What is a Full Charge?
To fully charge a battery requires that its terminal voltage rises to about 14.4 Volts. If permanently applied, this voltage would boil all of the electrolyte from the battery and might even cause a condition called thermal runaway. With thermal runaway, the battery gets extremely hot and may even explode, spewing acid everywhere.
Use Multi-Step Regulation
While 14.4 Volts is required to fully charge batteries, a voltage under the gassing potential of 13.8 Volts is necessary to prevent overcharge. Low cost regulators, such as those found in automotive alternators produce a voltage of about 14 Volts. This isn't quite enough to fully charge a deep cycle battery. On the other hand, it isn't high enough to immediately cause overcharge, but it does extract its toll. Did you ever notice water loss after long hours of motoring?
Use Temperature Compensation
Proper voltage regulation is only part of the charge characteristic required by a battery. Temperature compensation over a wide range is a must-have. At low temperatures, increased internal resistance and reduced chemical activity require a higher charging voltage. High temperatures have the opposite effect. To prevent thermal runaway, applied voltage must be decreased. Thermal runaway is a problem seen with fast charge regulators which don't use temperature sensing at the battery.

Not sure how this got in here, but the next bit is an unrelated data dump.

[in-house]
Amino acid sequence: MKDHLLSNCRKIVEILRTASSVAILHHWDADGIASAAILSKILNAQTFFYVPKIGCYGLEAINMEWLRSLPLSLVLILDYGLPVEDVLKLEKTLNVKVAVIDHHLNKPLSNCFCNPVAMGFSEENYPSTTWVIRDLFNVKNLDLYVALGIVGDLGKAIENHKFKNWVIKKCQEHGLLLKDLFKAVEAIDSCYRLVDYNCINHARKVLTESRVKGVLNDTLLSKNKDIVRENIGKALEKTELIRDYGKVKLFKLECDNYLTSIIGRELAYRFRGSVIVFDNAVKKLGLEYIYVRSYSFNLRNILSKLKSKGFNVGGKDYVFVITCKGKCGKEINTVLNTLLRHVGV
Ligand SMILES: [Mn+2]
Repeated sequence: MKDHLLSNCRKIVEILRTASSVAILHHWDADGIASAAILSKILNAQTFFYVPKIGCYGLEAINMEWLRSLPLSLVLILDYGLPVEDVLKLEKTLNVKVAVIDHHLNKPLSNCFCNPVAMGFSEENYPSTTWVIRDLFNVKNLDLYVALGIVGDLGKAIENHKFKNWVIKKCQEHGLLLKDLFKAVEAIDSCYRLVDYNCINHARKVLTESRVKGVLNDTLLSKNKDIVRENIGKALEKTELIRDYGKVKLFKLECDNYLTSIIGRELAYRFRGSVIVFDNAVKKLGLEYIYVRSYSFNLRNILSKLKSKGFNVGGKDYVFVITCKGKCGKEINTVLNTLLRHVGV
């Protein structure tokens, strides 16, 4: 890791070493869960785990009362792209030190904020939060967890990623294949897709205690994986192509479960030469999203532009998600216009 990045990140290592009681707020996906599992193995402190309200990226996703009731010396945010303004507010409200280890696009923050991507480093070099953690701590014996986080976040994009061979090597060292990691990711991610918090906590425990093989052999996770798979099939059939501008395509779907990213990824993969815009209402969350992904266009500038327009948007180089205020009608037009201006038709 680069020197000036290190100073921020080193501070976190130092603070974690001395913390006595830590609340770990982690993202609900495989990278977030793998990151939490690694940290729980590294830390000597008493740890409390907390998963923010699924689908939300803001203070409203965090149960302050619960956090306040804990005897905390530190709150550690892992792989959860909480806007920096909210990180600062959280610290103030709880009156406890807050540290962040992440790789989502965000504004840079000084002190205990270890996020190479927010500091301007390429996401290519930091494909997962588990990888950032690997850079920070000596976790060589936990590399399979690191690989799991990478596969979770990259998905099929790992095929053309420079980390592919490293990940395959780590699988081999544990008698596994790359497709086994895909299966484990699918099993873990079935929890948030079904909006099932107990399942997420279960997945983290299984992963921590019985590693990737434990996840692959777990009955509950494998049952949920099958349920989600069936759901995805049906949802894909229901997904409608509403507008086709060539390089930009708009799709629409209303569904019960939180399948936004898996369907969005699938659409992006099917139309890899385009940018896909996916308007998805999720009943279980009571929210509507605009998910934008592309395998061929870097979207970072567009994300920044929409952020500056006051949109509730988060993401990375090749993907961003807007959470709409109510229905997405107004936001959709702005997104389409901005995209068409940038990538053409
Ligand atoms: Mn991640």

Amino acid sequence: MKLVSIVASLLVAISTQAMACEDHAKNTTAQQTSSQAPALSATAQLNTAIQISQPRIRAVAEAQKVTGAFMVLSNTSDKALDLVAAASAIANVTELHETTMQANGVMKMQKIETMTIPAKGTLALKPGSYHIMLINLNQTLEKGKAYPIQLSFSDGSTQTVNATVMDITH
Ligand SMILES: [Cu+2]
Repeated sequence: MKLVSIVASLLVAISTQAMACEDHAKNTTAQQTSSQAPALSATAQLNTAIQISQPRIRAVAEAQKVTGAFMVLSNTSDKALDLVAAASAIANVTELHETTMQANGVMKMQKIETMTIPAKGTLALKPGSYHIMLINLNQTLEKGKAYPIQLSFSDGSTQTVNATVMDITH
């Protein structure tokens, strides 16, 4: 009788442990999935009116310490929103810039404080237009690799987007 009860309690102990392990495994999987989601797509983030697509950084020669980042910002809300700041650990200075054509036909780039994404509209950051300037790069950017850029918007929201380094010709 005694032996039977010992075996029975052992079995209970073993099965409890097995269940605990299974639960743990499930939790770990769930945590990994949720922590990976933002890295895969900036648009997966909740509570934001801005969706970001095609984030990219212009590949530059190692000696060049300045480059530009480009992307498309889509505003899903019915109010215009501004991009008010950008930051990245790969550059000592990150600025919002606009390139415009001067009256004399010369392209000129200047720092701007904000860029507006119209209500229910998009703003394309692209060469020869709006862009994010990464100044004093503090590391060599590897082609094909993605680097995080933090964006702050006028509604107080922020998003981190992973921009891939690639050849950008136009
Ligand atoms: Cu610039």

The Ample Power Solution
Since it takes a high voltage to fully charge a battery, and a lower voltage to maintain it after a full charge, multi-step regulators and chargers have come into existence. Such devices are a vast improvement over conventional single setpoint regulators. Ultimate performance is offered by regulators which sense battery temperature and compensate output as a result. Temperature compensation may be your only insurance against thermal runaway.
While solutions to the power equation are simple in concept, a significant and complex engineering effort is needed before devices which optimize battery performance can be produced. Ample Power Company has gained an international reputation by offering microcomputer based products which provide ultimate battery care in the harshest of conditons ...life at sea, under the hood of an RV touring the desert, and in a mountain top shelter buried in snow at sub-zero temperature. Specific performance, accuracy and reliability of Ample Power products is unequalled.